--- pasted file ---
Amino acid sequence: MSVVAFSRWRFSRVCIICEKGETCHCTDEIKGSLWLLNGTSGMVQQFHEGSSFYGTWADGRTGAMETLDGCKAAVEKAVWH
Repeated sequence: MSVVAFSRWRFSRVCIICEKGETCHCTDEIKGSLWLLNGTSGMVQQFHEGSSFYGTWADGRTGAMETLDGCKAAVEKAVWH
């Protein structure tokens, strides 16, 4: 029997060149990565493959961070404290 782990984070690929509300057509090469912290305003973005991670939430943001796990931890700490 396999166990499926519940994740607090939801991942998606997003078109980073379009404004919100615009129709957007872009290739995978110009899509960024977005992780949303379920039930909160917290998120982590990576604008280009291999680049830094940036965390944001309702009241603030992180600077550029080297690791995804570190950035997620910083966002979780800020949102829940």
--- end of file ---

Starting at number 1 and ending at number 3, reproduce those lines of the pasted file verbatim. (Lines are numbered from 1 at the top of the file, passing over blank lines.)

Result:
Amino acid sequence: MSVVAFSRWRFSRVCIICEKGETCHCTDEIKGSLWLLNGTSGMVQQFHEGSSFYGTWADGRTGAMETLDGCKAAVEKAVWH
Repeated sequence: MSVVAFSRWRFSRVCIICEKGETCHCTDEIKGSLWLLNGTSGMVQQFHEGSSFYGTWADGRTGAMETLDGCKAAVEKAVWH
């Protein structure tokens, strides 16, 4: 029997060149990565493959961070404290 782990984070690929509300057509090469912290305003973005991670939430943001796990931890700490 396999166990499926519940994740607090939801991942998606997003078109980073379009404004919100615009129709957007872009290739995978110009899509960024977005992780949303379920039930909160917290998120982590990576604008280009291999680049830094940036965390944001309702009241603030992180600077550029080297690791995804570190950035997620910083966002979780800020949102829940």